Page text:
SHANGHAI — In advance of this week’s nuclear security summit in Washington, President Obama called on the international community to “remain united in the face of North Korea’s continued provocations.”
Such comments were likely targeted, at least in part, at China. As Pyongyang’s traditional ally and biggest trading partner — as well as its only major remaining friend — Beijing’s attitude is seen as key to resolving the issue of North Korea’s nuclear ambitions. Yet questions remain about how far China will go, with some analysts seeing its hands tied by fears of destabilization on the Korean peninsula and suspicion of U.S. motives.
China has been unusually critical of North Korea since its claim in January to have carried out its first hydrogen bomb test — a move followed by its launch of a long-range rocket and claims from Pyongyang that it had miniaturized nuclear warheads for such missiles.
Soon afterwards, Beijing supported the toughest U.N. Security Council sanctions against North Korea, and there have been reports that China has turned away North Korean vessels and halted imports of North Korean coal under terms of the sanctions.
Yet many analysts see China’s position as ambivalent in the face of conflicting pressures. On the one hand China has called for a Korean peninsula free of nuclear weapons, and experts say Beijing has grown increasingly frustrated with Pyongyang’s erratic and provocative behavior.
“North Korea’s nuclear test was totally unhelpful to bilateral ties and regional stability,” Shen Dingli, associate dean of international relations at Shanghai’s Fudan University told International Business Times recently. China now sees Pyongyang “more as a liability than an ally,” he added.
Another Chinese academic, Zhu Feng, also argued that China “now clearly sees North Korea as a burden." Writing in the New York Times, he suggested that by agreeing to the new sanctions, “Beijing seems to be expediting North Korea’s bankruptcy and signaling political abandonment of its traditional ally.”
And Chinese media have also argued that the nation's public opinion has turned against Pyongyang, amid much mockery of North Korean leader Kim Jong Un on Chinese social media sites — making it harder for China to turn a blind eye to its behavior.
“A growing number of Chinese, both elites and the general public, deem North Korea a burden and an annoying neighbor instead of an old friend,” said a commentary in the official Global Times recently, citing estimates that at least 60 percent of citizens opposed Pyongyang’s actions. “The more China's policy in this regard departs from public opinion, the more political cost China has to pay.”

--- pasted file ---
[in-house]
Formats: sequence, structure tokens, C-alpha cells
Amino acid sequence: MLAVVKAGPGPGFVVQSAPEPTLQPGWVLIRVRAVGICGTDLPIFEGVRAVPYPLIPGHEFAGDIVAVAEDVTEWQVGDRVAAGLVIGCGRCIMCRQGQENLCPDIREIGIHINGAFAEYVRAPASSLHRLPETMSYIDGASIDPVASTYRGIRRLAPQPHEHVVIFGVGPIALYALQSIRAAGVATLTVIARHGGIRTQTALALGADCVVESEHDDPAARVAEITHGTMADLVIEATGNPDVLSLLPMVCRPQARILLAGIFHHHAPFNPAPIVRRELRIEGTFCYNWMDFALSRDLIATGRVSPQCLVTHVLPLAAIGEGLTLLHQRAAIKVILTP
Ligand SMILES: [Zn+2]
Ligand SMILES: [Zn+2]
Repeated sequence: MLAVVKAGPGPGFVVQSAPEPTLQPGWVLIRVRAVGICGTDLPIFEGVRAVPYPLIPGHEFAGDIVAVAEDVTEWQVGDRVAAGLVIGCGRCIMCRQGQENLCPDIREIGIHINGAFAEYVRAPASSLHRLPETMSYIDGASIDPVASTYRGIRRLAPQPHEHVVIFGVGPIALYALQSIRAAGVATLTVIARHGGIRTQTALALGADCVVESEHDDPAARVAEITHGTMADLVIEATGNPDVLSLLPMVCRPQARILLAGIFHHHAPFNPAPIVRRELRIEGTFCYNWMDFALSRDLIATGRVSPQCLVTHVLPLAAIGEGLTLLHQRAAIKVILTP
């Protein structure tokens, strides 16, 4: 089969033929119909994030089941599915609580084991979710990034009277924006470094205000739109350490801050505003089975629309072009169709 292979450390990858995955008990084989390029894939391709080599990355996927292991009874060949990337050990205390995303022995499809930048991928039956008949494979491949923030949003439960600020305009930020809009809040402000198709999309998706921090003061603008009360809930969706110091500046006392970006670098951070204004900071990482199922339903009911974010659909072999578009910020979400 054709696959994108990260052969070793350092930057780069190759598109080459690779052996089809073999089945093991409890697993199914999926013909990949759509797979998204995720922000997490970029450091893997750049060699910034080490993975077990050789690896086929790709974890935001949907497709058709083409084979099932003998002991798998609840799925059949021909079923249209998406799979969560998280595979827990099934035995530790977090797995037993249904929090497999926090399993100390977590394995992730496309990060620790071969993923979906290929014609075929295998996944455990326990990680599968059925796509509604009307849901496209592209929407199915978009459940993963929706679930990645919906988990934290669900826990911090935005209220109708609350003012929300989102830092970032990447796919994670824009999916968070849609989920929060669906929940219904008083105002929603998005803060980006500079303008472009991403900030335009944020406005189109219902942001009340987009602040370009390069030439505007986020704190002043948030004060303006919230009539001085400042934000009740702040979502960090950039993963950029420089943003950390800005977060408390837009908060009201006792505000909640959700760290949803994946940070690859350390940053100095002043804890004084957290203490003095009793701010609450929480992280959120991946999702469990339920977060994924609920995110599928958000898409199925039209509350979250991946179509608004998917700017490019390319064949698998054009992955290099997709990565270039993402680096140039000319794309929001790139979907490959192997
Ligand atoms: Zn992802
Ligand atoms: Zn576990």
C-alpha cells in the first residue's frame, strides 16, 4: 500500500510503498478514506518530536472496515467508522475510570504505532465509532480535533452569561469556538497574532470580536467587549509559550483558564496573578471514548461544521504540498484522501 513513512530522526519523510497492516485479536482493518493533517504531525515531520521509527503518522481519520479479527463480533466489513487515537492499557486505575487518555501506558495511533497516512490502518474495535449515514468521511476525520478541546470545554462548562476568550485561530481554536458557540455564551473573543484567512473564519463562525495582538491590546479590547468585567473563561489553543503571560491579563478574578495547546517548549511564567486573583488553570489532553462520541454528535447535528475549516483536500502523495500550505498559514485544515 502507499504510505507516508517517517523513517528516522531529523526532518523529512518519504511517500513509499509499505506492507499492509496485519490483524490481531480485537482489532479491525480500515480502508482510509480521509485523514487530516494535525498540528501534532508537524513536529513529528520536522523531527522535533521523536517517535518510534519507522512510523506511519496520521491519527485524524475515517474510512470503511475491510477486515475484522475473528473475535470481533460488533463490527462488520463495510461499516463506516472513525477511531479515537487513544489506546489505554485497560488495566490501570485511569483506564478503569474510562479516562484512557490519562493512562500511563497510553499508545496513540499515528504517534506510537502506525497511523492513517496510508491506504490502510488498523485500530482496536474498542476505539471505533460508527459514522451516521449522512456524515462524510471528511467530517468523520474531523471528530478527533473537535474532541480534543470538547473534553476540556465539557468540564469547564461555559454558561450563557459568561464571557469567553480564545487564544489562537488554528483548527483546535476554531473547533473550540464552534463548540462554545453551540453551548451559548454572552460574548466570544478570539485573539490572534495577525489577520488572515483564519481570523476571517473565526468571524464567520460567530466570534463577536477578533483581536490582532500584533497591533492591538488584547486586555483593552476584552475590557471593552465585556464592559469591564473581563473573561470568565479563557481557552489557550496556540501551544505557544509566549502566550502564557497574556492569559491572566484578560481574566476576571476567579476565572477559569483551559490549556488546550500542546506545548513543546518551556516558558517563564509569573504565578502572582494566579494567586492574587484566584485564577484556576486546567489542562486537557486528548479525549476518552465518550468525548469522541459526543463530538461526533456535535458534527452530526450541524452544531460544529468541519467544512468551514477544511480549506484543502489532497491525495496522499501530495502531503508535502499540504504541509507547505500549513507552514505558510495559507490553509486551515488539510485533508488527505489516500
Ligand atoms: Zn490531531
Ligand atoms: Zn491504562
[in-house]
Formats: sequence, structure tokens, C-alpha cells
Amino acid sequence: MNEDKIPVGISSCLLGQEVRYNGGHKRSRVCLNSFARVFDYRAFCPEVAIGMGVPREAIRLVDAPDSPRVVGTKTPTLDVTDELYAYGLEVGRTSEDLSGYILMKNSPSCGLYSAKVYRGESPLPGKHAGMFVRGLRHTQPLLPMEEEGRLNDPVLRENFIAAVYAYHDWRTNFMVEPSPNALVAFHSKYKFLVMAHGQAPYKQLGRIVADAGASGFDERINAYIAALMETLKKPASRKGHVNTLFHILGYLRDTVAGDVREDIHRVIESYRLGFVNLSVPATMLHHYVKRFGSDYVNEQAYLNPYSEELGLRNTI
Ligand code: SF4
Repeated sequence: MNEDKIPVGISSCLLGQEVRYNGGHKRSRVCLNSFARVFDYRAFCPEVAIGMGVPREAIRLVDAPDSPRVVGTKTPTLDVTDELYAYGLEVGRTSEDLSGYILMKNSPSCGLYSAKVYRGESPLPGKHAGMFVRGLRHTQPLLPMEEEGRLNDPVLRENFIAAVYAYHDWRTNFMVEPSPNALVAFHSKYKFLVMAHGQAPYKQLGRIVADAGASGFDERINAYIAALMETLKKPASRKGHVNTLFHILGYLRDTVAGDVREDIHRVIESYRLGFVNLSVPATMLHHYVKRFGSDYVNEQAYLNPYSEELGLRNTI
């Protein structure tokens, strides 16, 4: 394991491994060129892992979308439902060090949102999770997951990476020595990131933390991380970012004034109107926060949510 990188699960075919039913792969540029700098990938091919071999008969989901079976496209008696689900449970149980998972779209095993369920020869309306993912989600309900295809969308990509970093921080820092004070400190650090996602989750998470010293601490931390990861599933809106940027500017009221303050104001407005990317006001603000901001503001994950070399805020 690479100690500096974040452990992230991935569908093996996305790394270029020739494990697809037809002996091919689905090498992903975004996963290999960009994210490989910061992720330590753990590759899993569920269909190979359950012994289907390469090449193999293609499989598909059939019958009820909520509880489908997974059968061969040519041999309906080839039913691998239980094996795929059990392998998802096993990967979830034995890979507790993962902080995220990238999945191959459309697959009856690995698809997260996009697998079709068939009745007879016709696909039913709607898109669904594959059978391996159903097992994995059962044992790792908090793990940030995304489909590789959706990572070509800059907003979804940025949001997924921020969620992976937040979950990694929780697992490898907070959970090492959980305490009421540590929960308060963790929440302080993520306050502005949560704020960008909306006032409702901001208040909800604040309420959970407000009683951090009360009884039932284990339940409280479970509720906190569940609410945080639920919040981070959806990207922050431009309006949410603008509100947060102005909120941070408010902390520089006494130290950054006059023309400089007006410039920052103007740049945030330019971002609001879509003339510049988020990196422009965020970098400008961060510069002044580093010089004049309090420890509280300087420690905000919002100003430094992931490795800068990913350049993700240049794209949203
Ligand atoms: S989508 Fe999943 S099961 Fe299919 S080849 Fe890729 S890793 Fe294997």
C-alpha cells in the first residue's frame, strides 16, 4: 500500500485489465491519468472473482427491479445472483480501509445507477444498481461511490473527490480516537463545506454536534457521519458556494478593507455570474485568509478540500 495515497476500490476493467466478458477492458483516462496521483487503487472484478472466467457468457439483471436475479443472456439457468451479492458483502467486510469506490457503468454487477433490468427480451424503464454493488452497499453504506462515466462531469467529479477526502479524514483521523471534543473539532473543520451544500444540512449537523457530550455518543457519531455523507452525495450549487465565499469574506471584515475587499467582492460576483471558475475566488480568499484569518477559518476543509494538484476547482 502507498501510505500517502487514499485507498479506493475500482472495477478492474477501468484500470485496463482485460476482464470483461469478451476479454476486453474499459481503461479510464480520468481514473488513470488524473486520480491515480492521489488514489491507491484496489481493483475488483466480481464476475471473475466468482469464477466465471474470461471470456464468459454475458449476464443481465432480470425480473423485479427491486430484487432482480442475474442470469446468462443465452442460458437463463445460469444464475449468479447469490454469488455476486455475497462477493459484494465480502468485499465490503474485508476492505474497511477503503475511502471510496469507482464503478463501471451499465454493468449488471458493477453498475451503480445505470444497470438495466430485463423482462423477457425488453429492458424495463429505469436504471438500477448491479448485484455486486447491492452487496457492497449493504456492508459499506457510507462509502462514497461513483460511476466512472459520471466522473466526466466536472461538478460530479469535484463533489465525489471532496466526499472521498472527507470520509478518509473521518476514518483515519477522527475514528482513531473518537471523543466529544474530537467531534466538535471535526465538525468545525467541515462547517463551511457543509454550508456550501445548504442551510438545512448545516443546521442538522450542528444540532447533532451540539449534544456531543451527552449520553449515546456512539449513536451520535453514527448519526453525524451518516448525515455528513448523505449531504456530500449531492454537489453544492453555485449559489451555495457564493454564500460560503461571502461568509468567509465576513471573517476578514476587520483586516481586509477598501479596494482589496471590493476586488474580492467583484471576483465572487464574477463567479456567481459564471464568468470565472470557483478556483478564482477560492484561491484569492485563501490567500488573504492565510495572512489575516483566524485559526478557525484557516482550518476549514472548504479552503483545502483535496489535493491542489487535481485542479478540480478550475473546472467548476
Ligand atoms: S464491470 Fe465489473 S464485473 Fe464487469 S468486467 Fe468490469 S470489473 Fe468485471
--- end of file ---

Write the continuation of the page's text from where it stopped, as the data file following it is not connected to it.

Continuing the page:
Nevertheless, Chinese experts have also made it clear that Beijing remains highly alarmed at the prospect of any collapse of its neighbor, fearing this could lead to a refugee crisis on its northeastern border.
One Chinese academic did recently appear to break a taboo by arguing that a South Korea takeover of Pyongyang, in the event of a war between the two Koreas, could be economically beneficial to China. But Beijing has expressed its opposition to proposals, announced after the North Korea test, to deploy the U.S.-developed THAAD missile defense system in South Korea — with some Chinese academics arguing this would also be targeted at China, and could lead to a “destructive arms race” in the region.
The Global Times added that the U.S. was making use of tension in the region to step up its capabilities in the area: “Washington wants to pull Seoul to its side and intensify the military pressure on China,” it said.
These continuing suspicions are seen as likely to undermine the prospects of full cooperation between China and the U.S. on the Korean issue — though there have been heightened contacts between the two sides over the topic in recent weeks.
Experts say China is likely to stick to its strategy of calling for a restart of stalled six-party talks — also involving the U.S., Japan, Russia and South Korea — on the issue. Beijing has also called for the U.S. and North Korea to hold direct bilateral talks, as Pyongyang has previously requested. Yet in the current climate of mutual suspicion, this is seen as highly unlikely.
Some analysts have argued that China’s worries about the possible deployment of the THAAD system in South Korea could be an incentive for Beijing to increase pressure on Pyongyang. Yet there are also reports that, even if China is seeking to enforce sanctions against North Korea more strictly, smugglers are likely to step up activities across the two countries’ shared border.
And the erratic behavior of Kim Jong Un — who as well as pledging more nuclear tests, is believed to have had a number of top officials executed — has led to questions as to just how much influence Beijing has over Pyongyang these days. The sudden cancellation of a tour of China by a North Korean female singing troupe, believed to be Kim’s personal favorites, in December was seen as a sign of growing tension between the two sides.
Not for nothing, perhaps, did one Chinese expert write in the Global Times recently that the “prospect of solving the North Korea nuclear problem is depressing.”